- Sport : Tradition meets modernism in German Wembley showdown
- Anti-money laundering : Troika distorted ‘dirty money’ findings
- our view : Our View: Anastasiades giving more ammunition to opponents of a...
- attempted murder : Woman stabbed in the back in Ledra Street shop
- Cyprus : Efforts to keep provident fund haircuts as low as possible
- bank of cyprus : Cyprus Today
- Barrosso : Barroso: all available resources mobilised to help Cyprus
- Cyprus : ‘Cyprus now on the energy map’
- Cyprus : DISY deputy tables simple health-care solution
- Ayios Dometios : Packs of stray dogs roaming Green Line
Providing warm days in an economic winter [WITH VIDEO]
It can be said that you never truly appreciate the importance of a charity until you’re on its receiving end. When it comes to the charity organisation, Alkionides, hundreds of families a month now know that to be true.
In recent months as the crisis has worsened, and unemployment soared, single-parent and large families in particular have turned to charities such as Alkionides to ask for help.
Since its founding in 1998, Alkionides - its name taken from Halcyon days, the warm sunny days given by the Greek gods to the kingfisher during January to lay its eggs - has helped hundreds of people every year with their electricity bills and food coupons. Since last year it has also donated clothes, shoes, furniture and heaters.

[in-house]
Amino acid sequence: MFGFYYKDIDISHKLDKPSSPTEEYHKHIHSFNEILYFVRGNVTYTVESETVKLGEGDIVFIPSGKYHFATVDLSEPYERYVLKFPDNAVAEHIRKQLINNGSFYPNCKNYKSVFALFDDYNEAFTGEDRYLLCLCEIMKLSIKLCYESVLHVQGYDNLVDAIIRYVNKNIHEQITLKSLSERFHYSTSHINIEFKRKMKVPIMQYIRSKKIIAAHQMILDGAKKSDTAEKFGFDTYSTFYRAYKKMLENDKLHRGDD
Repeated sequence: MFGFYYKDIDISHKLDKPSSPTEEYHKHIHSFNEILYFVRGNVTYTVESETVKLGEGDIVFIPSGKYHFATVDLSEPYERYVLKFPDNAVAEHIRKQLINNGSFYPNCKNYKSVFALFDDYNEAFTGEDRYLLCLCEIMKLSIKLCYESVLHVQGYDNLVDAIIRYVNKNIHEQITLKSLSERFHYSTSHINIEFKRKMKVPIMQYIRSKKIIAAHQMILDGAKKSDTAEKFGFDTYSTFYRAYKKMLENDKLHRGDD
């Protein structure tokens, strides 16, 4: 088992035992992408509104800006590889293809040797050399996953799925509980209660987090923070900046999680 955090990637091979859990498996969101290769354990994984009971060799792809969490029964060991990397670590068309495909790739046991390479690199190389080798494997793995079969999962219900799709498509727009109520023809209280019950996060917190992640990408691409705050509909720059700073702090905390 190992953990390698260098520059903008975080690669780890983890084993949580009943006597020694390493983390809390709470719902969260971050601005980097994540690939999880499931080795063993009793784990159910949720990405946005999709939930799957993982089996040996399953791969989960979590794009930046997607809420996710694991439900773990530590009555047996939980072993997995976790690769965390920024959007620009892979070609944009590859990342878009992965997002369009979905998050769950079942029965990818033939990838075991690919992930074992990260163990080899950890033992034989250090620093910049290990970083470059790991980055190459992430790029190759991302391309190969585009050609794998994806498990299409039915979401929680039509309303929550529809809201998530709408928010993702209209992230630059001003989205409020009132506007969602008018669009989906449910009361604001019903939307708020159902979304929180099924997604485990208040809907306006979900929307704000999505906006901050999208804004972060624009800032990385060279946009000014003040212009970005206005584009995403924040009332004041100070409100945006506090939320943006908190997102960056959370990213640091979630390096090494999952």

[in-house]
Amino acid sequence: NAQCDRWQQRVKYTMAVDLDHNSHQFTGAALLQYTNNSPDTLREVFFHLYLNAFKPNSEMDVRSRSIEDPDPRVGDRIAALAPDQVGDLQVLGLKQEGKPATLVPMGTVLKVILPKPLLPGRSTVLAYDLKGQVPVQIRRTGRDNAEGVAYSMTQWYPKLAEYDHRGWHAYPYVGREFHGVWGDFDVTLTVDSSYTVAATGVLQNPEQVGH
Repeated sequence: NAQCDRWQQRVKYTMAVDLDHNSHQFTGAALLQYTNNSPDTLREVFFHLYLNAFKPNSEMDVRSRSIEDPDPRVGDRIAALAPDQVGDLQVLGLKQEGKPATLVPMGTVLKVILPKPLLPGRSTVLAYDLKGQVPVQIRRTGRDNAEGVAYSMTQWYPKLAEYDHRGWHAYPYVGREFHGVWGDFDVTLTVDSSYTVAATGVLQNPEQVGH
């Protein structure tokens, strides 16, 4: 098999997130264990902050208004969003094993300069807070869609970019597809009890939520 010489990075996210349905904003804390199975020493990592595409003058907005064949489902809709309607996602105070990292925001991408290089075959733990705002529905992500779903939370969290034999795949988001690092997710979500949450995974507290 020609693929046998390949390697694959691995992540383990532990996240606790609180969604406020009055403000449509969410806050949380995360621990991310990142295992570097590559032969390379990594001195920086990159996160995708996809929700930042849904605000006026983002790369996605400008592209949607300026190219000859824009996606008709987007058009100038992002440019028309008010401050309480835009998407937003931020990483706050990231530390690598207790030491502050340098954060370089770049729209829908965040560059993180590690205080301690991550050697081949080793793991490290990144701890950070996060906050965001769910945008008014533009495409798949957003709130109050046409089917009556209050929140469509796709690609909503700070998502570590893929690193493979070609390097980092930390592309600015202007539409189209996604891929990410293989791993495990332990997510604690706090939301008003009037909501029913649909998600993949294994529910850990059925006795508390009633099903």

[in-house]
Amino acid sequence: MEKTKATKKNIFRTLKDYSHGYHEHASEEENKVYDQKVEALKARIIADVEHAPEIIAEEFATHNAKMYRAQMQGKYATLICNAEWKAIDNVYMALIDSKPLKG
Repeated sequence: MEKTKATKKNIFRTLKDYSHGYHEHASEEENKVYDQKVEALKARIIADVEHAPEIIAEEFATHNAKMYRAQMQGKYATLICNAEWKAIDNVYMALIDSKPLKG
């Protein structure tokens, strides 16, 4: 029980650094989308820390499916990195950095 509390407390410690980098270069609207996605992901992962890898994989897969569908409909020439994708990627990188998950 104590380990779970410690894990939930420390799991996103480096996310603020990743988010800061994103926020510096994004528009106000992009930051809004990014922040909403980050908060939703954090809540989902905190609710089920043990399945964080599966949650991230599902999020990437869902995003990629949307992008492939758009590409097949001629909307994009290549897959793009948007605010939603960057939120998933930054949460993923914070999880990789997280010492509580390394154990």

“The situation has deteriorated dramatically,” said Koula Demetriou, in charge of the Alkionides warehouse in Dali. “We used to help hundreds of people per year, and we are now helping hundreds per month.”
She said that all of the dozens of people who come in daily to ask for help were emotionally charged, particularly if it was their first time.
“It is a painful experience for them. They don’t know how to react, what to do, and they often cannot believe their lives have succumbed to this - to having to ask for help,” she said.
President of Alkionides Georgia Polyviou explained that there is however a common trend.
“People who were once well off and economically independent, who believed that they would always have a job as unemployment in Cyprus was at zero rate, have now suddenly been left unemployed, cannot pay their mortgages or their loans, and their expenses are running up. They sometimes don’t even have enough money to feed their children,” said Polyviou.